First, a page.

Have you ever tried Bluetoothing files and media around between a desktop computer and any non-Symbian smartphone? Exactly - it's often a nightmare. Whereas almost every Bluetooth connection between a Symbian phone in my care and.... anything else has nearly always worked first time. Another example: 'tethering' has been possible in Symbian for at least 6 years, it's only now just arriving on Android
The same goes for VoIP, general telephony, cellular connectivity, file system management, and so on. Note that each manufacturer's user interface on top of all the OS goodness is not always perfect, but this shouldn't take away from the depth of the operating system and functionality under the hood.
5. Power management
One area where Symbian (and SIBO and EPOC before it) has always been strong is power management. The first Psion palmtops ran on 2 'AA' batteries for a month. Since then, of course, a hundred new ways of draining a portable device's battery have been invented, but the underlying frugal nature of Symbian is still there at heart. Look at the Nokia E55 or E72, for example, both of which are smartphones in every sense of the word (including qwerty, GPS, Wi-Fi, and so on) and both of which will happily go through several days of serious use on a single battery charge.
The concept starts to run down when we include the large-screened touch handsets, mind you - the laws of physics dictate that the power to drive that screen, interface and (usually) always-on 3G data, has got to come from somewhere - but devices on all platforms face similar battery life issues - it seems a nightly recharge is de riguer for most. The efficiencies of the OS get a little lost amidst such huge power drains, but even in 2010 I'd still bet on like-for-like battery life tests favouring a Symbian handset.
Nokia made a huge leap of faith when it bought and then immediately open-sourced Symbian OS. Whether this was a sound financial decision isn't my area to judge, but the resulting open OS (it took a couple of years from start to finish to actually achieve the transition) is certainly leading the way in terms of openness to new ideas, new runtimes (Ruby, Flash, WRT, Java, Python, and many more) and new services. It's true that not all the building blocks are in place yet, but we're only months away.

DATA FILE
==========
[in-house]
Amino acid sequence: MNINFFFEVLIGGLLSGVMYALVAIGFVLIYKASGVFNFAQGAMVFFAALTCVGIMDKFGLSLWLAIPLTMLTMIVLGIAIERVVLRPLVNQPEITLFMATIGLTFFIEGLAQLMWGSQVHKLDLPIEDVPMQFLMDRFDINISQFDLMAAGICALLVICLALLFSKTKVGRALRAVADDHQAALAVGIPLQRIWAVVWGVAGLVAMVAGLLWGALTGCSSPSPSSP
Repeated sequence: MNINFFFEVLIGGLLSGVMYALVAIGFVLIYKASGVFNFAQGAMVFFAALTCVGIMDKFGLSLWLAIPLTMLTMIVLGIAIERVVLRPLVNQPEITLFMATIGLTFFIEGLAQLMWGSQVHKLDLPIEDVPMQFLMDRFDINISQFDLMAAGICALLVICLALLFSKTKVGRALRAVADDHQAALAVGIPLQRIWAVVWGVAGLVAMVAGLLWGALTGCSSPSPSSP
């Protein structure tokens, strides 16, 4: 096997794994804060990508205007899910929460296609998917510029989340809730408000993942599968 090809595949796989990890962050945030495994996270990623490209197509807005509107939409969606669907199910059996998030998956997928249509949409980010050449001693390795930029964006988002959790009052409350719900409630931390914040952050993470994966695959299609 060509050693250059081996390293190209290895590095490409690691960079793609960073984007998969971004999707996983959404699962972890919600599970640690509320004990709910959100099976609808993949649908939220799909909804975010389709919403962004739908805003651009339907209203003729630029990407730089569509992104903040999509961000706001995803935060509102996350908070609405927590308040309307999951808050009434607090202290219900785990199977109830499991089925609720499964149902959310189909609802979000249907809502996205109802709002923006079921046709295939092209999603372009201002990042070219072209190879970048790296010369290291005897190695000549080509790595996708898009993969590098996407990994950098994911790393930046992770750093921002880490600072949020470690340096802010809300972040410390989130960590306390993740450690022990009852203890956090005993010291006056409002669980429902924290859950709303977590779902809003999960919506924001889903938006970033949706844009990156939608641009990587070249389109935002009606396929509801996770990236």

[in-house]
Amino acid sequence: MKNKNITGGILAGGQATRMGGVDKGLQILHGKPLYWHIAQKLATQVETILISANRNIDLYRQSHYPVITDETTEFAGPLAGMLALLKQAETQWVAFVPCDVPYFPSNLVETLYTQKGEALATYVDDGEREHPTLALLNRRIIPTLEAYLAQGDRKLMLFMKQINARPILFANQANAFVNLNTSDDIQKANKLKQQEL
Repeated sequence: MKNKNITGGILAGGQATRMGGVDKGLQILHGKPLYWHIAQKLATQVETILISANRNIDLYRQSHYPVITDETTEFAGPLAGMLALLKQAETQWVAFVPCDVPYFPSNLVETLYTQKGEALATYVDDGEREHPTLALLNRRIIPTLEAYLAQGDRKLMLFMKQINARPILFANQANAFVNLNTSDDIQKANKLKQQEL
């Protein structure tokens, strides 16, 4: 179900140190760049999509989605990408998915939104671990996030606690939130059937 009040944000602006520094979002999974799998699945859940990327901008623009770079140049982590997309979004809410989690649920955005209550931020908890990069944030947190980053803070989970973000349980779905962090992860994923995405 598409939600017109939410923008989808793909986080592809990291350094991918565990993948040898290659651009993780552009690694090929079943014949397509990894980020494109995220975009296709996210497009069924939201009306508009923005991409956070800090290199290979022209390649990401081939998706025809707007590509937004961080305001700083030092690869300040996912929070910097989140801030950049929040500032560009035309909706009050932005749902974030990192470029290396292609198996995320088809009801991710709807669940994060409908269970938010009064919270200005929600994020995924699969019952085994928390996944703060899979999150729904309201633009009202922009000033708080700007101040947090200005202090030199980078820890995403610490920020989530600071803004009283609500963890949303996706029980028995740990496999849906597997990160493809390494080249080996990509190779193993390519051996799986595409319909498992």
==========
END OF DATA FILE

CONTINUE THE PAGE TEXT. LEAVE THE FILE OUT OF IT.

Symbian has also always been open to applications - from anywhere, not just written in any language. Many a time I've been able to browse the Web on my Symbian smartphone, looking for a particular tool - I find the install file on a desktop-formatted web page (for example) and am able to download and install it directly, with no need for a desktop go-between and no need for the tool to be part of a recognised app store.
Before Symbian OS 9 arrived (2005 or so), security on Symbian wasn't bad. There was full port masking when online and the only way you could pick up something malevolent was by deliberately installing apps from 'warez' sites. Or by accepting multiple install requests to something someone had 'sent' you. Not a huge issue overall. But Symbian OS 9 represented a watershed in mobile security and one that has been widely copied: 'Platform security' meant that apps now had to be 'signed' according to the functions they wanted to use in the phone. So higher capabilities were needed for apps that could do potentially troublesome things.